The Peanut Butter Falcon, 2019.
Directed by Tyler Nilson and Mike Schwartz.
Starring Zack Gottsagen, Shia LaBeouf, Dakota Johnson, Bruce Dern, John Hawkes, Jon Bernthal, Thomas Haden Church, Yelawolf, Jake Roberts, and Mick Foley.
A man with Down syndrome and a passion for wrestling escapes from a nursing home and joins a man on the run to pursue his dreams.
Tell me if you’ve heard this one before. A man with Down syndrome (22-year-old Zak, played by Zack Gottsagen) runs away from a nursing home where he lives to pursue his dream of attending a wrestling school and becoming a professional wrestler, all while teaming up with a small time outlaw on the run. This is the premise of the debut feature by writer-director duo Tyler Nilson and Mike Schwartz, The Peanut Butter Falcon, a modern-day Mark Twain fable that will win over your heart.
Zack Gottsagen plays Zak with an unexpected nuance in a role that is extremely uncommon for disabled folks. During a Q&A following the film’s premiere at SXSW, the directors talked about how they adapted the role according to Zack’s personality, including adding the wrestling sub-plot and an affinity for swimming, given that the real Zack is both a wrestling enthusiast and a Special Olympics swimmer. Zak isn’t the butt of any jokes, neither is he a source of drama based purely on his condition, he is a fully developed character that is sweet, full of heart, a bit annoying, and sometimes kind of a jerk, but simply impossible to resist.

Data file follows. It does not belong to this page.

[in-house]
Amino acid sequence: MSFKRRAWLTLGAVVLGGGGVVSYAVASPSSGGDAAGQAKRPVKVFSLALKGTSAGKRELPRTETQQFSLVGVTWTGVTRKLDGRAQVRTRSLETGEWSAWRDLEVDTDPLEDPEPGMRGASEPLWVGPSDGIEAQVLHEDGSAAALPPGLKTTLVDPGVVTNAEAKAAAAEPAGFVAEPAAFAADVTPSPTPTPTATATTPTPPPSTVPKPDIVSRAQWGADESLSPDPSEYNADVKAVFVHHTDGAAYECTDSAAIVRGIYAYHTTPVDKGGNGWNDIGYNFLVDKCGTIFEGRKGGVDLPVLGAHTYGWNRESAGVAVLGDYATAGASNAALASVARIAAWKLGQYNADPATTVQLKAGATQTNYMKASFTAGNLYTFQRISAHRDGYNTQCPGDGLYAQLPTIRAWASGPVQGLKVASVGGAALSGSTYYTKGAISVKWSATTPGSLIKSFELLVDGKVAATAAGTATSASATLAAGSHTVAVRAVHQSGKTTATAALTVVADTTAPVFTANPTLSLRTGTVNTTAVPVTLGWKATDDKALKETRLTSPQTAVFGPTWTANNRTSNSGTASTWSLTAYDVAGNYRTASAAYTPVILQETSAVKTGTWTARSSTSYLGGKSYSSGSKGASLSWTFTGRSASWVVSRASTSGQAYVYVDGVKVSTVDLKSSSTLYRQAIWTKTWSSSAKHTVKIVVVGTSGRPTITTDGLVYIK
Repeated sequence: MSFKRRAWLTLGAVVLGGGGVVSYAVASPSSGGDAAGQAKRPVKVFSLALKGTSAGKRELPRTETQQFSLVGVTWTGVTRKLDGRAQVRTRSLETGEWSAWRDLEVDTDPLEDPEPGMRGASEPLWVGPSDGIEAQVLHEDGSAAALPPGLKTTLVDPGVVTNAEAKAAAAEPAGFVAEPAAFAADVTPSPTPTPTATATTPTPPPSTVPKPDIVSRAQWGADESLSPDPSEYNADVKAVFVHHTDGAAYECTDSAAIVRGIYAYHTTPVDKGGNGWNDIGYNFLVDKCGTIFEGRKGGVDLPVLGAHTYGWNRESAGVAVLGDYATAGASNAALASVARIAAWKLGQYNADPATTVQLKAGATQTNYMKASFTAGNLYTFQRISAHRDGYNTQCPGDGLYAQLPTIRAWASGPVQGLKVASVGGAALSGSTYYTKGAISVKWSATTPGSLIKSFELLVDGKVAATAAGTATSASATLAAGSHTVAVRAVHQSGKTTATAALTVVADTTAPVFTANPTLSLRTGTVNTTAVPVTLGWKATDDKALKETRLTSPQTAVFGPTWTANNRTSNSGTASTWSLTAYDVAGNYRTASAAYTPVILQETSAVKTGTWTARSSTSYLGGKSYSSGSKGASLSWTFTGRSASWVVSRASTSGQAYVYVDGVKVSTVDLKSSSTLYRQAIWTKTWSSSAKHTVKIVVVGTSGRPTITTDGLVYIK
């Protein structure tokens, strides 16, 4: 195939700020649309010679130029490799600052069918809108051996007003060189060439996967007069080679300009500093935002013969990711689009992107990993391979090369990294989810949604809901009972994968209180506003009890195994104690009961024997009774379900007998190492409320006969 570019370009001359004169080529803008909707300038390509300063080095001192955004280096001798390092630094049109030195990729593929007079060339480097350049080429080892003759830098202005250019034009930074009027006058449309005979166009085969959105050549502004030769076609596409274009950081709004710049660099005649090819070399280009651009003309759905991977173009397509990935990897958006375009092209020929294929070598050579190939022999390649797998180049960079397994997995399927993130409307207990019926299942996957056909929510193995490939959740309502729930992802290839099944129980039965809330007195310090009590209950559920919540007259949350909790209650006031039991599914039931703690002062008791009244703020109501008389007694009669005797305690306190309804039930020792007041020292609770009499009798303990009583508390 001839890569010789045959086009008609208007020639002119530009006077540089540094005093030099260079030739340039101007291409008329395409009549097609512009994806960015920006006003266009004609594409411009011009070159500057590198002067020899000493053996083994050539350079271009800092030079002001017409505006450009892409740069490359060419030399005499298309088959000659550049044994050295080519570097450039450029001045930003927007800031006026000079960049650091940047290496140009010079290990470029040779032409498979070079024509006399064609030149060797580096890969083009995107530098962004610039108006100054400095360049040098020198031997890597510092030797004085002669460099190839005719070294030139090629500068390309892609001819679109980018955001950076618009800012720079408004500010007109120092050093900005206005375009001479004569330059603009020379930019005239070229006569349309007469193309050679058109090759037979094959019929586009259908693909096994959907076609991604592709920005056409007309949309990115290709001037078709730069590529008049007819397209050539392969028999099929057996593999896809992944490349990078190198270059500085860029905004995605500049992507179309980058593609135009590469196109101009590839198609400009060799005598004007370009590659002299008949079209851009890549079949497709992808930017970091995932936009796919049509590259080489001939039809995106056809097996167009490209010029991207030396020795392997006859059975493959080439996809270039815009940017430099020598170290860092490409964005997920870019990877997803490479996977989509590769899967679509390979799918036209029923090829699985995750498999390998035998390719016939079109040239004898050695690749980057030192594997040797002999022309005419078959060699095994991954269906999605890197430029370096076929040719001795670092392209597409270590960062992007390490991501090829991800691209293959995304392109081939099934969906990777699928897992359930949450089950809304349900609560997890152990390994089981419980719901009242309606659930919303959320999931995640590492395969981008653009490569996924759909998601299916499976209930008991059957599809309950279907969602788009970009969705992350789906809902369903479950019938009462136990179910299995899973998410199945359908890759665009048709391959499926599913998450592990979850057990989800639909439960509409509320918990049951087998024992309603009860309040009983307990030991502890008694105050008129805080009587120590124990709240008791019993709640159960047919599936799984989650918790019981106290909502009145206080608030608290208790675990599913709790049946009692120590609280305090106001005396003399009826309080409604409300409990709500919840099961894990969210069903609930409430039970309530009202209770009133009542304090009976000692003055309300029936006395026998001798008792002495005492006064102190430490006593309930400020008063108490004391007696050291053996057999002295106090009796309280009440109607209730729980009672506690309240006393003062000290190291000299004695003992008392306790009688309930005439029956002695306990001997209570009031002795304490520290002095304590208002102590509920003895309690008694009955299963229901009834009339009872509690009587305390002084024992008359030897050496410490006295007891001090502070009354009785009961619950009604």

After escaping the nursing home on his way to find the wrestling school of his hero, the Salt Water Redneck, Zak meets with another man on the run, Tyler (Shia LaBeouf). The two have wonderful chemistry together, and the dialogue feels so natural it makes you wonder how much was improvised on set. One could easily watch a whole TV show’s of their adventures through the forests and deltas of North Carolina, their chugging of whiskey, building of makeshift rafts, and constant tempting death.
Rounding up the cast is Eleanor (Dakota Johnson) the one kind nursing home employee tasked with finding Zak and bringing him home. Unfortunately, the film doesn’t seem to know what to do with Eleanor, pushing her to the sidelines to serve as a plot device. Thankfully, the rest of the supporting cast gets a better treatment, and the colourful ensemble brings to mind the Coen brothers’ O Brother, Where Art Thou?
It is no coincidence that the film name-drops Mark Twain, as there is a sense of adventure, a love for the American South (even though it knows when to criticize it) and timelessness to The Peanut Butter Falcon that feels like an adaptation of a long-lost story by the famous author. Sure, there is plenty of silliness in the film, but it always knows when to pull on the heart strings.
The Peanut Butter Falcon may not reinvent the wheel, but the relationship at the core of the film and the stellar performances by LaBeouf and Gottsagen will melt your heart.
Flickering Myth Rating – Film: ★ ★ ★ / Movie: ★ ★ ★ ★